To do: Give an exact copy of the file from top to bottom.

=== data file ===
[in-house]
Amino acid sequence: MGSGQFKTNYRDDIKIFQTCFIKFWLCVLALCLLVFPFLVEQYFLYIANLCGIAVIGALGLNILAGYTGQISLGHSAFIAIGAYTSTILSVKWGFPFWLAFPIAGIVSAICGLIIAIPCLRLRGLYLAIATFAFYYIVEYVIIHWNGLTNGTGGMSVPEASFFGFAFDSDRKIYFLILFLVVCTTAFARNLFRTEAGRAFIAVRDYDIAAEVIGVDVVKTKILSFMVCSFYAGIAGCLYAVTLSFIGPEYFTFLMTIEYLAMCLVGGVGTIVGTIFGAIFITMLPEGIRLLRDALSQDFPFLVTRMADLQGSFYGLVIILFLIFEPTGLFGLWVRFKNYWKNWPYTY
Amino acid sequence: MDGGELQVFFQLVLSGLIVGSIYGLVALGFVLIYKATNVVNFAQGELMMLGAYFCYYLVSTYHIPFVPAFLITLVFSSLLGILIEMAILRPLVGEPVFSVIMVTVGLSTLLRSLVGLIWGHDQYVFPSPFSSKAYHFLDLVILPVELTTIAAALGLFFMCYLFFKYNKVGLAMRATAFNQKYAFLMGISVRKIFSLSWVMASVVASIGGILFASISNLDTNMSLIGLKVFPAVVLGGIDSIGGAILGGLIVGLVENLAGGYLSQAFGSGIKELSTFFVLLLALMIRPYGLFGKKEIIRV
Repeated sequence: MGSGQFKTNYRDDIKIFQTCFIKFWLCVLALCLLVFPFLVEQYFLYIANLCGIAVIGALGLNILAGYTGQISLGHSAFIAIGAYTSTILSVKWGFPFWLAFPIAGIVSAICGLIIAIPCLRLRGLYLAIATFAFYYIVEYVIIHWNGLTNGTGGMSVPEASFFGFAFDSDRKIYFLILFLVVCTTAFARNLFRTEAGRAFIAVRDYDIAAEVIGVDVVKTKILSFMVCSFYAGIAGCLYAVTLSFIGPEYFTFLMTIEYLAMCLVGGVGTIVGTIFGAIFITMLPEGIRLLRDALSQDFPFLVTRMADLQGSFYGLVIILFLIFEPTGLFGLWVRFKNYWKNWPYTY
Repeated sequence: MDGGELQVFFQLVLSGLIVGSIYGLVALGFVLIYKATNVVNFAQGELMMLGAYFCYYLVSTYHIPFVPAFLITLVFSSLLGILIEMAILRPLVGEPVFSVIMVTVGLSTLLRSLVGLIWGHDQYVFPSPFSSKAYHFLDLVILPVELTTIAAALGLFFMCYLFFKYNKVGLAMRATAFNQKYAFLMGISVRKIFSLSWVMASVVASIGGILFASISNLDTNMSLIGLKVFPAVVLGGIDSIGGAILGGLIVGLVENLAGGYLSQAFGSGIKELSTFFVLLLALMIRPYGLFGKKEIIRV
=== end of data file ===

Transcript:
[in-house]
Amino acid sequence: MGSGQFKTNYRDDIKIFQTCFIKFWLCVLALCLLVFPFLVEQYFLYIANLCGIAVIGALGLNILAGYTGQISLGHSAFIAIGAYTSTILSVKWGFPFWLAFPIAGIVSAICGLIIAIPCLRLRGLYLAIATFAFYYIVEYVIIHWNGLTNGTGGMSVPEASFFGFAFDSDRKIYFLILFLVVCTTAFARNLFRTEAGRAFIAVRDYDIAAEVIGVDVVKTKILSFMVCSFYAGIAGCLYAVTLSFIGPEYFTFLMTIEYLAMCLVGGVGTIVGTIFGAIFITMLPEGIRLLRDALSQDFPFLVTRMADLQGSFYGLVIILFLIFEPTGLFGLWVRFKNYWKNWPYTY
Amino acid sequence: MDGGELQVFFQLVLSGLIVGSIYGLVALGFVLIYKATNVVNFAQGELMMLGAYFCYYLVSTYHIPFVPAFLITLVFSSLLGILIEMAILRPLVGEPVFSVIMVTVGLSTLLRSLVGLIWGHDQYVFPSPFSSKAYHFLDLVILPVELTTIAAALGLFFMCYLFFKYNKVGLAMRATAFNQKYAFLMGISVRKIFSLSWVMASVVASIGGILFASISNLDTNMSLIGLKVFPAVVLGGIDSIGGAILGGLIVGLVENLAGGYLSQAFGSGIKELSTFFVLLLALMIRPYGLFGKKEIIRV
Repeated sequence: MGSGQFKTNYRDDIKIFQTCFIKFWLCVLALCLLVFPFLVEQYFLYIANLCGIAVIGALGLNILAGYTGQISLGHSAFIAIGAYTSTILSVKWGFPFWLAFPIAGIVSAICGLIIAIPCLRLRGLYLAIATFAFYYIVEYVIIHWNGLTNGTGGMSVPEASFFGFAFDSDRKIYFLILFLVVCTTAFARNLFRTEAGRAFIAVRDYDIAAEVIGVDVVKTKILSFMVCSFYAGIAGCLYAVTLSFIGPEYFTFLMTIEYLAMCLVGGVGTIVGTIFGAIFITMLPEGIRLLRDALSQDFPFLVTRMADLQGSFYGLVIILFLIFEPTGLFGLWVRFKNYWKNWPYTY
Repeated sequence: MDGGELQVFFQLVLSGLIVGSIYGLVALGFVLIYKATNVVNFAQGELMMLGAYFCYYLVSTYHIPFVPAFLITLVFSSLLGILIEMAILRPLVGEPVFSVIMVTVGLSTLLRSLVGLIWGHDQYVFPSPFSSKAYHFLDLVILPVELTTIAAALGLFFMCYLFFKYNKVGLAMRATAFNQKYAFLMGISVRKIFSLSWVMASVVASIGGILFASISNLDTNMSLIGLKVFPAVVLGGIDSIGGAILGGLIVGLVENLAGGYLSQAFGSGIKELSTFFVLLLALMIRPYGLFGKKEIIRV